I do not know if he was blind, but he never opened his eyes, perhaps he was also in a trance enjoying his melancholic melody that was embracing all of us in that subway station as he masterfully played his golden sax. With slow and subtle blows you could see how his bare fingers were making the miracle as they were trying to come out from a pair of rotten dirty gloves. My train finally arrived, but I couldn’t take it, the heavy sound of the rails mingled in a perfect symphony with that of the sax creating the most powerful underground musical experience in my life. In that moment I knew that the sax was absolutely right, despite standing many feet under, it was heaven, I was in heaven, and my heart beat so that I could hardly speak.

Rodrigo Rodriguez is a human rights and immigration lawyer living in the Yucatan among the Mayans. He is a lover of good music and food, and is always looking to be amazed by nature. Rodrigo is a student here at CUNY SPS working on his Advanced Certificate in Immigration Law.

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By now probably everybody has heard of the plan to replace Andrew Jackson on the $20 bill with Harriet Tubman. This was getting thrown around for a few months prior to this announcement, with many happy to finally see the President who engineered a genocide of native Americans get taken off of our currency.  A poll was put in place to determine who would be the best replacement (with a strong preference for a women or an African American).  While there’s always detractors to any argument, there was general consensus that not many people would miss Ole’ Hickory, and our money could strongly use some diversity to better represent the rich and diverse history of our nation.

So Harriet Tubman seems like a perfect fit.  A woman, an African American and a gigantic historic figure in our nation’s history.  However in the weeks and months leading up to the eventual decision there was actually a move away from Jackson and the 20 Dollar bill and an eye on the 10 dollar bill and the less known (and less controversial) Alexander Hamilton.  I assume this was meant to avoid any controversy that might be caused by ousting Jackson.

Now personally I didn’t quite know much about Hamilton, as I’m sure many people don’t know much.  I know he wasn’t president (“The Wire” reminded me of that), and if pressed I might be able to come up with the fact that he was the first Treasury Secretary, but other than that, I was lost.  So was this founding father about to get ousted from his spot on our currency simply because people weren’t abreast of his story?  Could a smash hit Broadway musical change that, and perhaps change history?  Is this real life?  It just might be…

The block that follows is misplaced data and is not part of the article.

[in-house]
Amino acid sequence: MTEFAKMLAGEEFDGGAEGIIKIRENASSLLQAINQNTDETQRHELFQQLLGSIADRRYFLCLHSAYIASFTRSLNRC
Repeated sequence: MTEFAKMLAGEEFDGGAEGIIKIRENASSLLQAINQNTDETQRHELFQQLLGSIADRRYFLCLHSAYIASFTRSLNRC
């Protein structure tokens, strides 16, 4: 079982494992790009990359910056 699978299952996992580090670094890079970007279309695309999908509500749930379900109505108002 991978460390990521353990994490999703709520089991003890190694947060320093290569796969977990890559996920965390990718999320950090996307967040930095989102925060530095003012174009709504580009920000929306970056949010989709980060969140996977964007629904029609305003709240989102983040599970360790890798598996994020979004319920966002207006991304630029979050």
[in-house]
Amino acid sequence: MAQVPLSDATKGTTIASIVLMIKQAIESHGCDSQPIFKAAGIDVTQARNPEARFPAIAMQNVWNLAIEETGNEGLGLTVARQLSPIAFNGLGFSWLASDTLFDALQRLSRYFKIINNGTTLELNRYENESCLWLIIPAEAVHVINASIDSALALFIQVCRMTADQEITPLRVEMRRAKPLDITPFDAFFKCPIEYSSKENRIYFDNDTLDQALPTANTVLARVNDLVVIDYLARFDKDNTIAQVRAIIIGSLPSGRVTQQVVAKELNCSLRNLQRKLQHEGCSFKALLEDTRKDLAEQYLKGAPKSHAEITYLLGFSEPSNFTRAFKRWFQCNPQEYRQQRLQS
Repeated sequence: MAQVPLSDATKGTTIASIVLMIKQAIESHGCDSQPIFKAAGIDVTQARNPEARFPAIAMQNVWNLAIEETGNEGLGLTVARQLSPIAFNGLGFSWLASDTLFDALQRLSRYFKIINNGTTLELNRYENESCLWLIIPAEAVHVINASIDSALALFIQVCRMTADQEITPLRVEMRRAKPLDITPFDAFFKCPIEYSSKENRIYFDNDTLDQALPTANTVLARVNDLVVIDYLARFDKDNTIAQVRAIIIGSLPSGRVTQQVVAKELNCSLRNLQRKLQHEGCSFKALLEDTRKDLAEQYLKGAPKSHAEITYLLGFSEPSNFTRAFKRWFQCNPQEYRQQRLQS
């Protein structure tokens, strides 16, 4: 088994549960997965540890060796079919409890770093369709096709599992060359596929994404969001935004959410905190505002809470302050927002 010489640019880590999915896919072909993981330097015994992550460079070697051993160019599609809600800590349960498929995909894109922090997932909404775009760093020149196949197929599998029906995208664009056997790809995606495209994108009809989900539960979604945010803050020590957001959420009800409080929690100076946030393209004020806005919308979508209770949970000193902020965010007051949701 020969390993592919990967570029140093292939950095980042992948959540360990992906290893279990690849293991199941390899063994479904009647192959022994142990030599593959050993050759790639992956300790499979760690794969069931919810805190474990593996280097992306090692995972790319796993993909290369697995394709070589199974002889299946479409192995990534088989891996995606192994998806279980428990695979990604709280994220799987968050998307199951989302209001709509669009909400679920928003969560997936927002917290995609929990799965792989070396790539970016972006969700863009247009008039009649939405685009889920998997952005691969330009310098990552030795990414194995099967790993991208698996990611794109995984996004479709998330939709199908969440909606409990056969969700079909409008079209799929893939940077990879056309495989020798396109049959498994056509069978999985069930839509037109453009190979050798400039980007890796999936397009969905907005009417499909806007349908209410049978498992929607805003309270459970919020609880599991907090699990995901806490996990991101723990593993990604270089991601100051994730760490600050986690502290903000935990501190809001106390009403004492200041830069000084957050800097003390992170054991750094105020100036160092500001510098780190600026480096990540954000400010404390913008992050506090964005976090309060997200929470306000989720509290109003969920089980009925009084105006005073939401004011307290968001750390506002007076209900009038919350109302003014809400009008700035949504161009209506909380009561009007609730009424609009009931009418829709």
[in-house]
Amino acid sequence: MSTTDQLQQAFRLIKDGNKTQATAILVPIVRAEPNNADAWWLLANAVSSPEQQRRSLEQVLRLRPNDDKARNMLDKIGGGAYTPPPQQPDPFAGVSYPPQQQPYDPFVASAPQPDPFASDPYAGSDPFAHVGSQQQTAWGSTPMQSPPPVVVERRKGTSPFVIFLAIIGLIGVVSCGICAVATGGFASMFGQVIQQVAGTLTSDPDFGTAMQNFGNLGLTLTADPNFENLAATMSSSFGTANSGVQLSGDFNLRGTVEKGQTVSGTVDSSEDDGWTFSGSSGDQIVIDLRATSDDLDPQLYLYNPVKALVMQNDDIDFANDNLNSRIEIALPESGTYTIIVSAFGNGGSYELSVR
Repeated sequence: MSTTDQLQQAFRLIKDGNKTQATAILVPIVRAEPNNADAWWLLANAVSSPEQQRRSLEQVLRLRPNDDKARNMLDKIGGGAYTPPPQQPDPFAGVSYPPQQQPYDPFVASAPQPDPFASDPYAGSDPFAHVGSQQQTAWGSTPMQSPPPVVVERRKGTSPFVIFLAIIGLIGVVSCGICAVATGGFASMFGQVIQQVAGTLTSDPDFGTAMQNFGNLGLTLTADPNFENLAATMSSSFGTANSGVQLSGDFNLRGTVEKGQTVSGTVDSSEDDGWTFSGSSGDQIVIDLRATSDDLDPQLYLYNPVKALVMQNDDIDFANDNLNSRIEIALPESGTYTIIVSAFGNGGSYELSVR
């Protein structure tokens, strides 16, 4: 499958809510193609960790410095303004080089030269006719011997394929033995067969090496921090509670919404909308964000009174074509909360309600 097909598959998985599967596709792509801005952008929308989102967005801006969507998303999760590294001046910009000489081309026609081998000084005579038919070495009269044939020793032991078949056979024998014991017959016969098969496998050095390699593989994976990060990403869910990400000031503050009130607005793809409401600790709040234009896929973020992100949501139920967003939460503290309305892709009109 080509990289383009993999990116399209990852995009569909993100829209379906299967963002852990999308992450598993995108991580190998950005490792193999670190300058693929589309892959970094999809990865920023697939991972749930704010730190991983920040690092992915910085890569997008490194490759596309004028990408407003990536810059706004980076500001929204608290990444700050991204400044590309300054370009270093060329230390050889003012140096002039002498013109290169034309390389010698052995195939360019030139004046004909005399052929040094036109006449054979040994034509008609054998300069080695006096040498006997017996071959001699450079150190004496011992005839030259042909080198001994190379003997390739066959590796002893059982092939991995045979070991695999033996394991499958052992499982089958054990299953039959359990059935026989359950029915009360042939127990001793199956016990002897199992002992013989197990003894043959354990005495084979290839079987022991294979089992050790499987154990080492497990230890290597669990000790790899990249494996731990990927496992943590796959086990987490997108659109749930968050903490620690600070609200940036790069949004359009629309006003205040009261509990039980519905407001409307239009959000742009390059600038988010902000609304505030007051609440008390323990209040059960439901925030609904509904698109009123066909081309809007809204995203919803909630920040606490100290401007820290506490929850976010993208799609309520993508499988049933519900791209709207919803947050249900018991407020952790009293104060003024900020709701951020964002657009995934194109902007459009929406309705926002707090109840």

Could a Broadway Musical Change History?

For those that have been under a rock for the past few months, “Hamilton: An American Musical” has become a transcendent success on Broadway, selling out every show and driving secondary market ticket prices to unprecedented levels.  It’s surpassed “Wicked the Musical” tickets’ prices (the next most popular show on Broadway) by a factor a 200-1000% percent!

Hamilton the Musical Official Broadway Poster

The musical has been credited with engaging the younger generation and informing them of their nation’s history in a way that is much more diverse (all the main characters are played by Black and Brown actors).  The show received praise directly from President Obama at this year’s Tony Awards.  Its soundtrack is a best seller and it will likely spawn a national tour whose shows sell out in minutes.  Its already made history on Broadway.

But its impact hasn’t stopped in the Theater District, it may have gone all the way to D.C. and our national currency.  Apparently the red hot popularity of the show has influenced a decision on how the $10 bill will be redesigned.  According to this article:

Hamilton creator and star Lin-Manuel Miranda said on Wednesday (Mar. 16) that he had received “multiple assurances” from Lew that admirers of Hamilton would “not be disappointed” by the new design.  Miranda met with Lew on Monday, before his visit to the White House(.)

“Lew” in this instance is Jack Lew, the current Treasury Secretary of the United States! Our Treasury Secretary basically ran it by a Lin-Manuel Miranda, assuring that fans of a broadway musical wouldn’t be disappointed with the new design of our legal tender.  I can’t be the only one amazed at that?

Conclusion(s)

What can we make of this?  I don’t want to overstate the importance or impact of a broadway musical, but I think there can be concensus over the fact that such an influence is not only remarkable but probably unprecedented.  Our national currency (while not as important as laws or policy) is an important reflection of what we respect as a country, it’s our face to the world.

This is why it has always been a terrible affront to Native Americans that we’ve had Andrew Jackson on the $20.  However our own general ignorance of Hamilton almost led us down the path of ditching him as well.  It’s arguably the case that one man, Lin-Manuel Miranda, inspired by a biography of Alexander Hamilton, created a sensation that may have altered that path.

As a final aside, I think this speaks to a basic fact of life, that pursuing your dreams can lead to unexpected and seemingly impossible outcomes.  I encourage every student here at SPS and throughout CUNY to keep their head down and pursue whatever area fulfills them and makes their lives happy and enriched.  You’ll never know where that path will take you, but it will invariably lead you to success.  It might even get you to the White House.

Michael is currently pursuing his Bachelors of Science in Information Systems and plans on pursuing a Master Degree in Data Analytics from CUNY SPS after graduation. He’s worked in the Internet Marketing sector for nearly 7 years and specialize in Search Engine Optimization.